Surgery soundtrack: What's on the OR playlist?

Most operating rooms have a soundtrack, according to an editorial published Thursday in the British Medical Journal. Between 63 and 72 percent of the time, operating rooms pump the tunes during surgery, with a playlist likely chosen by the lead surgeon.

Music has a calming effect on patients — a study suggested when the beats per minute in a song match up with resting heart rate, it can reduce patient anxiety before anesthesia better than better than midazolam. It also has a calming effect on clinical staff. Nearly 80 percent of physicians and nurses felt music in the OR helped reduce anxiety and made them more efficient, according to BMJ.

However, it may not be appropriate for every surgery team, as some respondents felt it diminished their ability to concentrate, communicate and react to alarms. The majority of study respondents felt a soundtrack would be a distraction if an anesthesia problem occurred.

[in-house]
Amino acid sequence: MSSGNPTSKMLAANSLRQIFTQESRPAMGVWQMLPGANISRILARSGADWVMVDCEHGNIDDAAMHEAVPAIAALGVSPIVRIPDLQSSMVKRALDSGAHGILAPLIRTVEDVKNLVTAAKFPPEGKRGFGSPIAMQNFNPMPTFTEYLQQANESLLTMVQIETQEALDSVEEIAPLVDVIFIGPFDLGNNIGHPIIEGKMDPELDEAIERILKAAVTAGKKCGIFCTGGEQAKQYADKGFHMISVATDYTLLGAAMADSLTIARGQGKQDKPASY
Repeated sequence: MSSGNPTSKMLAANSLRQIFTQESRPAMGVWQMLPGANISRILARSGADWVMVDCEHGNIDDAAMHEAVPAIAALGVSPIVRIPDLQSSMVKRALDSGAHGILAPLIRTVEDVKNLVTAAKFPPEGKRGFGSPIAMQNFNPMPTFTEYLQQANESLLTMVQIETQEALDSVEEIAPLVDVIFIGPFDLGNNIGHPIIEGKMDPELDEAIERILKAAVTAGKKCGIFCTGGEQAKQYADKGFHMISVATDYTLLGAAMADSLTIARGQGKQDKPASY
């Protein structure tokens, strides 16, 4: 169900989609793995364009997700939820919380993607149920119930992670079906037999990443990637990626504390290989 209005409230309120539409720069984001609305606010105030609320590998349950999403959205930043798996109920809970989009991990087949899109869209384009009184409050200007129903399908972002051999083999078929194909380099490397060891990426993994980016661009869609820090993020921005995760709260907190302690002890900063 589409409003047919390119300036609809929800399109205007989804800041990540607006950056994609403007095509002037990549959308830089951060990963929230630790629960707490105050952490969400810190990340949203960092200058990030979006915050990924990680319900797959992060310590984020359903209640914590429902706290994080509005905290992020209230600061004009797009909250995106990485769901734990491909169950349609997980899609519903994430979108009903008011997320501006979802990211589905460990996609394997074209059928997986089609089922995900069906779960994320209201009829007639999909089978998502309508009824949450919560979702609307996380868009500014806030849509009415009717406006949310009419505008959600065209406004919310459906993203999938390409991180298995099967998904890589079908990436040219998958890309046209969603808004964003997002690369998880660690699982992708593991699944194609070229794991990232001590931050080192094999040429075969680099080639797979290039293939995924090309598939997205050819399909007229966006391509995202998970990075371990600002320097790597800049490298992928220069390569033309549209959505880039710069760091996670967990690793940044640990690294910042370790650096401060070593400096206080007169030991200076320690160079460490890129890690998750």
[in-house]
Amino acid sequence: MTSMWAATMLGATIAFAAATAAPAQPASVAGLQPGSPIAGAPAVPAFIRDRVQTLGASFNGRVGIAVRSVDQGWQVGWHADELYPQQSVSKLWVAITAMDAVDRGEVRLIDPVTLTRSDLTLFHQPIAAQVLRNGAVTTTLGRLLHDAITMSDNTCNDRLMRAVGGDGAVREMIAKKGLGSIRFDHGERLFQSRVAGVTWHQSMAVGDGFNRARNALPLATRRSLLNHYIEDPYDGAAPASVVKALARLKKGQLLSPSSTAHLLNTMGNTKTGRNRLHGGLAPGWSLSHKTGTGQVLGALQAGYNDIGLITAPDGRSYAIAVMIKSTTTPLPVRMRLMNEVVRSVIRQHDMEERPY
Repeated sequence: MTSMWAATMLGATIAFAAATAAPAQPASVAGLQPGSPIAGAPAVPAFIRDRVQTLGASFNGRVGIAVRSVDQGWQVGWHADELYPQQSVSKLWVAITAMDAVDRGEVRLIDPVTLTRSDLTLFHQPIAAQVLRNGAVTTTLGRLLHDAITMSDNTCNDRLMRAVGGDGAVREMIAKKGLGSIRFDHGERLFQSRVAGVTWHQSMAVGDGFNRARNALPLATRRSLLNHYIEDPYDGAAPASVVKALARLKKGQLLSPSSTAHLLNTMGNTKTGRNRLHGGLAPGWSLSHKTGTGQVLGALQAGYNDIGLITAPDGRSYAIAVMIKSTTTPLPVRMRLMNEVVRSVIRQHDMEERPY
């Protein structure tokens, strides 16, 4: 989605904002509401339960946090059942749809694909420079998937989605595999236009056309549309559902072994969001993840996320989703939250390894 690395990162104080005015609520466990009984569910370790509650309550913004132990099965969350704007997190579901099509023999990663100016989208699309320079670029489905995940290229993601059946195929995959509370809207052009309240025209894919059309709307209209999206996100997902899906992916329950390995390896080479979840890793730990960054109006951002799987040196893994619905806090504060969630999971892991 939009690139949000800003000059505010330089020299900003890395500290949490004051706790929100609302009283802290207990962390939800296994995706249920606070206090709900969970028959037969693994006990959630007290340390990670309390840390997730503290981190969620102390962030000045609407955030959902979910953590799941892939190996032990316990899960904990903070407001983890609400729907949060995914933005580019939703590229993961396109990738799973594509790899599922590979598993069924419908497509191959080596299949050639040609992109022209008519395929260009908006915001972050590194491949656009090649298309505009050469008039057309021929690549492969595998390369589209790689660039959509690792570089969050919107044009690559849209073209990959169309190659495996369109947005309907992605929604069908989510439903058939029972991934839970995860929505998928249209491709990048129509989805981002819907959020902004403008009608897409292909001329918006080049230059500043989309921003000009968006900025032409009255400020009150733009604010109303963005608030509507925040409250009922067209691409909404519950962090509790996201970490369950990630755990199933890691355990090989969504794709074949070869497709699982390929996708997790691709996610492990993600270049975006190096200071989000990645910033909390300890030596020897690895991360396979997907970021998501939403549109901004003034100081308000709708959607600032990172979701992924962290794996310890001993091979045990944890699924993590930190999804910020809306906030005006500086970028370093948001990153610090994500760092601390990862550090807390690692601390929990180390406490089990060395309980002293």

Music has more of a calming effect on clinicians who regularly listen, according to the report.

So what's on the playlist? Most ORs opt for classical music, according to BMJ.

Most physicians don't make different playlists for different procedures. However, BMJ compiled more appropriate playlist suggestions. Some of their droll choices include Toni Braxton's "Un-break My Heart" for cardiac surgeries, Pink Floyd's "Comfortably Numb" while waiting for anesthetic to take effect, and Wham's "Wake Me Up Before You Go-Go" for recovery. Among their list of surgery room don'ts, BMJ advises avoiding REM's "Everybody Hurts."

 

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